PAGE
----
Technology

Call for concerted efforts to narrow digital divide


 DAR ES SALAAM: TECHNOLOGY stakeholders have called for collaborative efforts to bridge the digital gap hindering effective use of digital information in the country.

The stakeholders said digital capacity building programmes and Information Communication Technologies’ (ICT) infrastructure investment are concentrated in urban centres, a situation that leaves behind rural dwellers, retarding country’s digital economy drive.

They were speaking at a two-day workshop dubbed “Data Tamasha” which in Dar es Salaam recently. It was organized by the dLab, a   privately- owned organization engaging in promoting appropriate data utilization for digital inclusivity.

DLab’s Executive Director, Dr Mahadia Tunga, said bridging the digital gap requires both organization and nation’s concerted efforts to consistently enrich all citizens with digital skills ranging from data designing to data protection and commercialization.

She said sufficient ICT’s infrastructures in rural and urban areas will enable exchange of information among citizens so that they can make informed decisions.

Dr Tunga said digital information brings new economic opportunities through enabling farmers and traders to receive information on markets for agricultural produce.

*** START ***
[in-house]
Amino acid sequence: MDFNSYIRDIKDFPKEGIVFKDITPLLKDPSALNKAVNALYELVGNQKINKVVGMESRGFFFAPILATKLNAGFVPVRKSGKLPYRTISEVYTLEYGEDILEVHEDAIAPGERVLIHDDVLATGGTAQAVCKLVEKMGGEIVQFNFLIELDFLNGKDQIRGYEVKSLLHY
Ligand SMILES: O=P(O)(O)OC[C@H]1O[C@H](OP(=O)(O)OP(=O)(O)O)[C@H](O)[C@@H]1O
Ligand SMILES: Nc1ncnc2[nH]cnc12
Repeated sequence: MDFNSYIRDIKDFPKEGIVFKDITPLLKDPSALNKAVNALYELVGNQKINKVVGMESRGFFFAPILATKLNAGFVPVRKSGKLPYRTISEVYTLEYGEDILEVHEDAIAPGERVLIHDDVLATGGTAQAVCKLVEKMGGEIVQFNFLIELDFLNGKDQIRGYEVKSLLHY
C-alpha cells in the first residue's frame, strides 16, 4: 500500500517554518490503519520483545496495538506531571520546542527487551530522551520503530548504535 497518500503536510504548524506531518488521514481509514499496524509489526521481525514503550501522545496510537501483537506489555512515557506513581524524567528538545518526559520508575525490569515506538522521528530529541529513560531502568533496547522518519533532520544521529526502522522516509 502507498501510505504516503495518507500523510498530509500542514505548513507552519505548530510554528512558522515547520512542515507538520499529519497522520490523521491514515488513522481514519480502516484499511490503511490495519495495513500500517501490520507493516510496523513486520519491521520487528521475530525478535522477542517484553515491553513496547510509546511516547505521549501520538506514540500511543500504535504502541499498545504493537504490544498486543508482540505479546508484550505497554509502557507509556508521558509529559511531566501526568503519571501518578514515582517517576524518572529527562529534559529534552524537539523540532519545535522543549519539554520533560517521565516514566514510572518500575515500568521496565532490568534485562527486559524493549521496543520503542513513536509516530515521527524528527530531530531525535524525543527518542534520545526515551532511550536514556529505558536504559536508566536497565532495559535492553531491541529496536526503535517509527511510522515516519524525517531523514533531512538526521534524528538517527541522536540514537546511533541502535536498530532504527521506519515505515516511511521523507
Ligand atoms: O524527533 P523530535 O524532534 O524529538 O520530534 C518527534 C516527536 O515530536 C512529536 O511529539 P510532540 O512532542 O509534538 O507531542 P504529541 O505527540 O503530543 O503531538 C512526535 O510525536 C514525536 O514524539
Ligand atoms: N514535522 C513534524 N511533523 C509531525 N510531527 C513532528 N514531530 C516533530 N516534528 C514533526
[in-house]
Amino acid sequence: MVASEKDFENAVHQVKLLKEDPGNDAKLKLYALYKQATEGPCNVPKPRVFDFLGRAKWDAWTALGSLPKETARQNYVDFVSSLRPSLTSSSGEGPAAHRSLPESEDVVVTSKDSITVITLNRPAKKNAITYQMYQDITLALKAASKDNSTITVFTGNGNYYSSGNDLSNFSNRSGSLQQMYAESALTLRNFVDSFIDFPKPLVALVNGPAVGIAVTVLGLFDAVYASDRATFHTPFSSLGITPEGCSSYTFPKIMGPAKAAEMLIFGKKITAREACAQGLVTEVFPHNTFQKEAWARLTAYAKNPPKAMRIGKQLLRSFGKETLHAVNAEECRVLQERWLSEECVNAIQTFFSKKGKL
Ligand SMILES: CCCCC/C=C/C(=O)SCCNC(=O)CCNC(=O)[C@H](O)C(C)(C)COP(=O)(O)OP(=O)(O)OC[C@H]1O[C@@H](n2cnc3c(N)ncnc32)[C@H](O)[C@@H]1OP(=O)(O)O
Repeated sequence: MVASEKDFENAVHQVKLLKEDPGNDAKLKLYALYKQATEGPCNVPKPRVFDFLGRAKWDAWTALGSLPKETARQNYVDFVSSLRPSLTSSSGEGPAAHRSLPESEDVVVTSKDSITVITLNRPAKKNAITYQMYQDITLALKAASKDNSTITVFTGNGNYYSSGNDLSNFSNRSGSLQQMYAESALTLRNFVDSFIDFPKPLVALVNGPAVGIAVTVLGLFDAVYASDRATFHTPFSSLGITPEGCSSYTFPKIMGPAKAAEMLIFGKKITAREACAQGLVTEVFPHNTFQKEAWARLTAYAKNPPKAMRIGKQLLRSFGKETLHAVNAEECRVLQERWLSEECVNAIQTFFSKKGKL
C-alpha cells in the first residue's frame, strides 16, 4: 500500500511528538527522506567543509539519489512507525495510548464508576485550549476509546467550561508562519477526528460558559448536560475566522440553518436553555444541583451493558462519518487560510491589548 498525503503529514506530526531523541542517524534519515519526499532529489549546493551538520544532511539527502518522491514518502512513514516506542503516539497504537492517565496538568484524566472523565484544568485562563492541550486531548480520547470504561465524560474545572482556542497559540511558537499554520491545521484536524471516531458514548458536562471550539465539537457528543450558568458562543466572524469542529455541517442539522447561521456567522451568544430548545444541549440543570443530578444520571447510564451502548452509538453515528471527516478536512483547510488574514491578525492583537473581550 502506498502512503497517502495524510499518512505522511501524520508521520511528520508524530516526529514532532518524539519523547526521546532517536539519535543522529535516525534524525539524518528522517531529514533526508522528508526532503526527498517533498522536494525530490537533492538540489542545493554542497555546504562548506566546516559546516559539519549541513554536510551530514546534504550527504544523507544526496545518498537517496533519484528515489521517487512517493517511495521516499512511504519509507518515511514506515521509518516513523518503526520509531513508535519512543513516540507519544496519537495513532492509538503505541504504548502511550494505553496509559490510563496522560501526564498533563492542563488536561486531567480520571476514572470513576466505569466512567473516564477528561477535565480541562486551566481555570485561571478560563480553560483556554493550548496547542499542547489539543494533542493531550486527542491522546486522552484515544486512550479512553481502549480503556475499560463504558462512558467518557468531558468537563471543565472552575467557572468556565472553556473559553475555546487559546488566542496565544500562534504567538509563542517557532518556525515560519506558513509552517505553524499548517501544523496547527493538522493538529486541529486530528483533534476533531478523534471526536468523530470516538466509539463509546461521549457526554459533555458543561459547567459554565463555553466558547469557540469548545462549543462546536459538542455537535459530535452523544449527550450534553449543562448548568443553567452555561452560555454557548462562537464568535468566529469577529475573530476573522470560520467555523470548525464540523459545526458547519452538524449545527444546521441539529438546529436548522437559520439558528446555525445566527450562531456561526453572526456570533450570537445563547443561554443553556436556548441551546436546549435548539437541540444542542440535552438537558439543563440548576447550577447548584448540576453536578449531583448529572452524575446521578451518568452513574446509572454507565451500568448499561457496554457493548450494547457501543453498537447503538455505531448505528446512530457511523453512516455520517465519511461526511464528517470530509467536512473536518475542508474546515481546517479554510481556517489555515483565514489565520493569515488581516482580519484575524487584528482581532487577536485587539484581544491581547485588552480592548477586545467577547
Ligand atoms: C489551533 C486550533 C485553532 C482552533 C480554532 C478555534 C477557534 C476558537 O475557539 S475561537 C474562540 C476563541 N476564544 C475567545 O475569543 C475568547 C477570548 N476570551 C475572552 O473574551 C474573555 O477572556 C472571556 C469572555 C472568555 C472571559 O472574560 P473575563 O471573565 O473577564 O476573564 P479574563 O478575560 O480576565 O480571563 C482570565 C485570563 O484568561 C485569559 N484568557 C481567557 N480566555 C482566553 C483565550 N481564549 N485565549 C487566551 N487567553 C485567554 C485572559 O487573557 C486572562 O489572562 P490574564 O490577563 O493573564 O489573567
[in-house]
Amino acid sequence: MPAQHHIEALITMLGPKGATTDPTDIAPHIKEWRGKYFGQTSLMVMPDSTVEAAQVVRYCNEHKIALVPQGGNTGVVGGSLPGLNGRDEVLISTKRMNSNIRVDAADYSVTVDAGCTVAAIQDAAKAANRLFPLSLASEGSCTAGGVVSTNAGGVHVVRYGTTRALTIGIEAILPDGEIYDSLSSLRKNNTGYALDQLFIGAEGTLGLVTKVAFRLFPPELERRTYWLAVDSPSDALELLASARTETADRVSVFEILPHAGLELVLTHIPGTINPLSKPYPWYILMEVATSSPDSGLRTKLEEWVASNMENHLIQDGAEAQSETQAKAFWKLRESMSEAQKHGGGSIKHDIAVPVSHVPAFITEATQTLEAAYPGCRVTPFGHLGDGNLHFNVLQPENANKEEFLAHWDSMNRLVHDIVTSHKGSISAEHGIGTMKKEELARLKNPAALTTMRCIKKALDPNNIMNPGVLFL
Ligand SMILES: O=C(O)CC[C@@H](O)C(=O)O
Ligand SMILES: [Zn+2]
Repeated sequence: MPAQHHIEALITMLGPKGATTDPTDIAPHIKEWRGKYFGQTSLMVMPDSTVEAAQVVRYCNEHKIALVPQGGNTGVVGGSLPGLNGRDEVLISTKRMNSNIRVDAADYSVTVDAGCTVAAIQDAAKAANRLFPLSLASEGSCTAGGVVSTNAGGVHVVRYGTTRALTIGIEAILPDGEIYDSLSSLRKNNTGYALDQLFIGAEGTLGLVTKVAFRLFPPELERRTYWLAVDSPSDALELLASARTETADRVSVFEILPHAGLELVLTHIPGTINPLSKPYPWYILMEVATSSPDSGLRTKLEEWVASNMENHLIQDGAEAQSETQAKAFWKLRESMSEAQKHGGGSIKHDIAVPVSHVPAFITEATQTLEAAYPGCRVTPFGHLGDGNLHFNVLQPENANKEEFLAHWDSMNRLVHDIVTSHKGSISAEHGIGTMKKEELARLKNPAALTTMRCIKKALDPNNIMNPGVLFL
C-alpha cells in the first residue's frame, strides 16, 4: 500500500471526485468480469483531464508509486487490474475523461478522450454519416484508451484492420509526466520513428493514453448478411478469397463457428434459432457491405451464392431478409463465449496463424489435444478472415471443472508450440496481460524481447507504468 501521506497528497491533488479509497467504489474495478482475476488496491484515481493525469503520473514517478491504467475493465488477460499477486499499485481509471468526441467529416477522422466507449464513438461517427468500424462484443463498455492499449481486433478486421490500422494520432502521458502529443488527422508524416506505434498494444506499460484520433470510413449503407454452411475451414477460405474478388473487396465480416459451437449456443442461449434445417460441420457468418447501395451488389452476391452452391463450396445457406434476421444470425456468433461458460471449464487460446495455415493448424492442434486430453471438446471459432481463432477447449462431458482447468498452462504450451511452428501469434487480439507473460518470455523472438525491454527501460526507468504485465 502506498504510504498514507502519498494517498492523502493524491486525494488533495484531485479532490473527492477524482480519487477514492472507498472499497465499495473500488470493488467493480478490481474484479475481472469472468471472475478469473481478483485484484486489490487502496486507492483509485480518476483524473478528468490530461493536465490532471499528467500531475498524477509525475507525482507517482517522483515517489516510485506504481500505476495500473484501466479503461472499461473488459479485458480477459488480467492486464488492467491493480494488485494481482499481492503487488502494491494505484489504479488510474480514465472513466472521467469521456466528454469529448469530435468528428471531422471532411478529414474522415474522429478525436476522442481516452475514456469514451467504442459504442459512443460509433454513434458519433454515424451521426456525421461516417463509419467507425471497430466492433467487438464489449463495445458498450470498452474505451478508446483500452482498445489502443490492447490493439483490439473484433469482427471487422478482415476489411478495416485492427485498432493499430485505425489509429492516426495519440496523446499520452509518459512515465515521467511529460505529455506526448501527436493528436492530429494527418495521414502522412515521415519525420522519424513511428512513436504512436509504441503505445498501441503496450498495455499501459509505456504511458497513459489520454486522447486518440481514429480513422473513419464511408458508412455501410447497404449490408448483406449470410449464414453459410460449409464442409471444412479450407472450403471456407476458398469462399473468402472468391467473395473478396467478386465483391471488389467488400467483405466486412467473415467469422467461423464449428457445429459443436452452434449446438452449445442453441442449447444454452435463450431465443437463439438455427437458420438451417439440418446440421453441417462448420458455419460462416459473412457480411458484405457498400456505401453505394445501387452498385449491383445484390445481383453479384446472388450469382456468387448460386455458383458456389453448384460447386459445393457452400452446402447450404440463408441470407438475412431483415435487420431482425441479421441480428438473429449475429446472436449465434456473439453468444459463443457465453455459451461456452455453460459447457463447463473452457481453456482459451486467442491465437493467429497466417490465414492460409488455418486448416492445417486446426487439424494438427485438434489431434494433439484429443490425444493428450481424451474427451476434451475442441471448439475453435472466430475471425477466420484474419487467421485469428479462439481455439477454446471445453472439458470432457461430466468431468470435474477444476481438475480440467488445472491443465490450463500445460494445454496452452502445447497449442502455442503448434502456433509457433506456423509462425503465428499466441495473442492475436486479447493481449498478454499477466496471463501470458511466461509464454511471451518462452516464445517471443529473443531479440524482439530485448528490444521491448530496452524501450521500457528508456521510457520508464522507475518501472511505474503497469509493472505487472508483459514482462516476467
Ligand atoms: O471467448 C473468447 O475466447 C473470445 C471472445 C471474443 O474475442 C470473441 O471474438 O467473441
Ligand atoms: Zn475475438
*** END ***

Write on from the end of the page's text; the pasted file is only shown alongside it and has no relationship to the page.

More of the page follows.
She said dLab in collaboration with Vodacom has been carrying out training programmes for secondary school students in rural and urban areas.

“In a year, we have been implementing  four capacity building programmes in Dar es Salaam in collaboration and partnership with all stakeholders including the government in order to cover the whole country,” she said.

She said the organization has gone beyond by undertaking outreach capacity building programmes. Every year it offers up to five scholarships to postgraduate students who aspire to become data scientists.

Financial Sector Deeping Trust’s (FSDT) Chief Executive Director, Mr Eric Masinda said unaffordability to digital devices especially smartphones is another barrier to achieving digital inclusivity.

Mr Masinda noted that only 19 per cent of citizens in the country have smartphones, and many of them are concentrated in urban areas, something which calls for collective approach.

Universal Communication Services Access Fund’s (UCSAF) Director of Operation, Research and Development, Eng Abert Richard appealed for telecommunication companies to harmonize service delivery in rural and urban areas saying it is important to address slow internet access at villages.

A two-day workshop held on November 29 and 30 this week was themed “Data for Human Centred Future” brought together about 150 government and non-government actors including digital practitioners, academicians and innovators from Tanzania and neighbouring countries to share real life experience on what is going at the ground as the transition to digital economy gathers pace.

They had constructive discussion hours on increasing data usage as the backbone of fostering digital inclusivity in among others education, governance, journalism and business for the sustainable tech powered future.



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